The second half is dynamic and depends on the users first selection. It contains the following:
- File operations: This has a list of functions. You can select zero or more functions from the list.
- Registration view: This depends on what you selected in the first half.
Basic registration tab fields are compulsory and other registration fields like IRQ, IOCTL, Port and Buffer Management are optional. Finally, click on Finish to generate the complete and specific code for the device driver.
Typical driver development
You have an option to choose Typical Driver Development in the General Information page. Select it and click Next. This opens a wizard as shown in Figure 6.
Unlike in Custom driver development, in Typical driver development you are asked only driver specific information. Based on your requirement, choose the Framework types, Driver types and Bus infrastructure from the left pane either by double-clicking on the specific type, or by dragging and dropping on to the right pane. Once this job is done, click Finish to generate the device driver code. This in turn speeds up and eases the job of a device driver developer.
Project build and utility options
By default, Build Automatically is enabled and if you want to disable this feature, select Project and uncheck Build Automatically. To build a project, right-click on that project and then click on Build Project.
The LinK+ IDE is bundled with different device driver utility options like insmod, rmmod, modprobe, modinfo, dmesg and lsmod. These options can be accessed in multiple ways. One way is to right click on the Project and in the Project Explorer view, select Link+ Driver Development, as shown in Figure 7. Or just click the LinK+ Driver Utility on Toolbar, or just right click on the Editor.
To get the device driver utilities (insmod, rmmod, modprobe and dmesg) with short keys, press Shift+Alt+L and it will open the short keys window. Then press the first letter of the command, like d for dmesg.
Extending a project
After creating the device driver project, if you want to add features, select the project under the Project Explorer view and click on LinK+ Driver Utility on Toolbar. Then, click on Extend Project to select the additional features you want to use. All features are optional. Finally, click on the Finish button.
Compiling for other kernels
As we know, Linux device drivers are version specific. If you want to compile the device driver project for other kernels, select the project in Project Explorer view and click on LinK+ Driver Utility on Toolbar. Click on Compile For Other Kernel and follow the steps indicated.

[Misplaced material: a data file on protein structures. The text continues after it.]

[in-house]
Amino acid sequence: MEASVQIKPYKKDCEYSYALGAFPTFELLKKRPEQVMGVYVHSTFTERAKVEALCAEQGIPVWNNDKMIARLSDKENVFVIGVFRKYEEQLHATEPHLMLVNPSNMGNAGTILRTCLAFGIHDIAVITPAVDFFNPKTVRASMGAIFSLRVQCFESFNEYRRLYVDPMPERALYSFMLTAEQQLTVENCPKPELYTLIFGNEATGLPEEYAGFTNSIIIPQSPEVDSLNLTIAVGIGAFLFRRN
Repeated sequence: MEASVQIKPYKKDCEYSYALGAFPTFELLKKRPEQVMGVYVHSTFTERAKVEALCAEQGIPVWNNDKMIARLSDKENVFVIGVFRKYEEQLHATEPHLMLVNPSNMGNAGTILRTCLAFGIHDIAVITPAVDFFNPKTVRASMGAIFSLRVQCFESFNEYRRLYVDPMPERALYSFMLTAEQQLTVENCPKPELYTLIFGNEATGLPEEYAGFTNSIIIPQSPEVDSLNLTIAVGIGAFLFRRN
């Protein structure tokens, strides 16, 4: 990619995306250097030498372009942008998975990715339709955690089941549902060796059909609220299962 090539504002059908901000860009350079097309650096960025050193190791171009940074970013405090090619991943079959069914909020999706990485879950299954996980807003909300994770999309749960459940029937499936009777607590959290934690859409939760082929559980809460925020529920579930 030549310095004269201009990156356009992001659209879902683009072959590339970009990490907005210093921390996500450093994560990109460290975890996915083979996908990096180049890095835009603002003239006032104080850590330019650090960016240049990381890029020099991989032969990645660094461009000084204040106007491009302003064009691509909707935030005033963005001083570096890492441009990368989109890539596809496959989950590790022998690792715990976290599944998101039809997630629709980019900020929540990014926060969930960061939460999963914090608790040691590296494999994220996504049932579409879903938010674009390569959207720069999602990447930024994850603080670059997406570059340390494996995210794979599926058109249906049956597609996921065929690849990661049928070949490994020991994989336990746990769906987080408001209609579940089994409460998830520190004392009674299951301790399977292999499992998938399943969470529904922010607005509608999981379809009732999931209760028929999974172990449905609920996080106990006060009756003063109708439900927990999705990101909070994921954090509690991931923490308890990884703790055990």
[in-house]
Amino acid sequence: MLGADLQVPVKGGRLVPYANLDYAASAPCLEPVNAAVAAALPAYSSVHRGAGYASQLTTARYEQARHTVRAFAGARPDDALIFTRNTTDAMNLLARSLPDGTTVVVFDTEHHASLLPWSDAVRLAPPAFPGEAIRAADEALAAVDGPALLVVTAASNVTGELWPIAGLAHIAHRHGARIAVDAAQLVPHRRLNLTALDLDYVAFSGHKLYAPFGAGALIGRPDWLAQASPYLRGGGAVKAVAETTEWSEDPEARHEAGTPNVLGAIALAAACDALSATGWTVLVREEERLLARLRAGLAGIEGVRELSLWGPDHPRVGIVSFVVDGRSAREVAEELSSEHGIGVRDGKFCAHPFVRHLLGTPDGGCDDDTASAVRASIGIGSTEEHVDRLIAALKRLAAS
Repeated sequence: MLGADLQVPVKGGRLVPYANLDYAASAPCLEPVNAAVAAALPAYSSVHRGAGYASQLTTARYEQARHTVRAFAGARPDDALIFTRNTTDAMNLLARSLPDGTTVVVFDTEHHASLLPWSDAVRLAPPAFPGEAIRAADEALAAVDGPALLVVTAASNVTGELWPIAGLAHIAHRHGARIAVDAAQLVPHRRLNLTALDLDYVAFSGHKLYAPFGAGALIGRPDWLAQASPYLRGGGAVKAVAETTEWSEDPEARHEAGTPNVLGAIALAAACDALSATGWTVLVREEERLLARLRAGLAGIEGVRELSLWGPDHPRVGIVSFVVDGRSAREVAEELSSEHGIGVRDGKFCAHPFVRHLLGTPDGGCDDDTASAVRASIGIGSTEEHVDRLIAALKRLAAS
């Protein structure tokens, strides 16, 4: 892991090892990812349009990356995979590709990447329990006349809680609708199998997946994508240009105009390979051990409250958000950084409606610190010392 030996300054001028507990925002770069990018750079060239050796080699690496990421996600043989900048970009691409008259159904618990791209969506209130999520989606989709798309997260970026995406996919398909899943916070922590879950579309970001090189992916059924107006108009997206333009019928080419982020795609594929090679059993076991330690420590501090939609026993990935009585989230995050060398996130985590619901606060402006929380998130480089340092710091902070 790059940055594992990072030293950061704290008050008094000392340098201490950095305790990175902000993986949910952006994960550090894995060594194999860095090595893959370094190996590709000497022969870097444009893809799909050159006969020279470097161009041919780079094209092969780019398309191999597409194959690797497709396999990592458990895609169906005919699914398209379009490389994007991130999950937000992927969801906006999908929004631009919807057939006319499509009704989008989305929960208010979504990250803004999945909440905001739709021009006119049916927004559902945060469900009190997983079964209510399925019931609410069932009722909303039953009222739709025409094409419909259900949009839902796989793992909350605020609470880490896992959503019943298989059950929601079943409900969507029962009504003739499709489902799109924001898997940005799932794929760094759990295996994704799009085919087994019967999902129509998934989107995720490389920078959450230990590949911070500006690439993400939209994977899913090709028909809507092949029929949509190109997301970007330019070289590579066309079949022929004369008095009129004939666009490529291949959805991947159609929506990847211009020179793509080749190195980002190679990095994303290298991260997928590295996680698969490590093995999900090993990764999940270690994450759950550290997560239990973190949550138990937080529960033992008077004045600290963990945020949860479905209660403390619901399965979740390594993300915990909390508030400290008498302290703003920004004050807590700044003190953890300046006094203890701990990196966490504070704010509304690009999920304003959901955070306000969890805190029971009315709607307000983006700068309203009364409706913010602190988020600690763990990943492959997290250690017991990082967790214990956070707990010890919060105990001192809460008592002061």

Static analysis using Sparse
If you want to check for static analysis, this IDE allows it through the Sparse tool. Just click on LinK+ Driver Utility on Toolbar and then click on Static Analysis using Sparse. It will open the LinK+ console, which shows Sparse warnings. Markers will also appear automatically on all warnings in the editor. Click on the warning icon in the editor and the LinK+ IDE will provide a quick fix option for code assistance and completion.
Eclipse local terminal plugin
The LinK+ IDE is also bundled with the Linux terminal plugin, which is provided by the Google ELT project plugins. To open the Linux terminal in the Eclipse IDE, click on Window -> Show View -> Other -> General -> Terminal.
Code assistance and a quick-fix utility for LinK+ driver development
As we all know, development of Linux device drivers is quite cumbersome. We need to understand a lot of frameworks and data structures to build them. To ease this process, the LinK+ IDE has code assistance and code completion features.
To use this feature, press Ctrl+Space in the function pointer structure to get suggestions as shown in Figure 8. You can also type a few letters of the function name, and press Ctrl+Space to prompt for a list of names that start with a particular letter.
After writing the function pointers name, the editor automatically gets an error message. In order to solve this, press Ctrl+1 or click on the error marker icon for code suggestion. We can opt for any one of the suggestions for code completion.
Examples of Linux device driver programs
The LinK+ IDE is also bundled with sample programs for Linux device drivers. To view them, go to Window->Show View->Other and then go to LinK+ Views. Then, click on the device driver examples. You can also import the example program into the workspace as a project by right-clicking on the respective example program.
This article covers the basic features provided by the LinK+ Avatar release. I hope this information will help you to kickstart Linux kernel programming. In the next issue, I will discuss more features that include support for ARM architecture, network and block device driver development.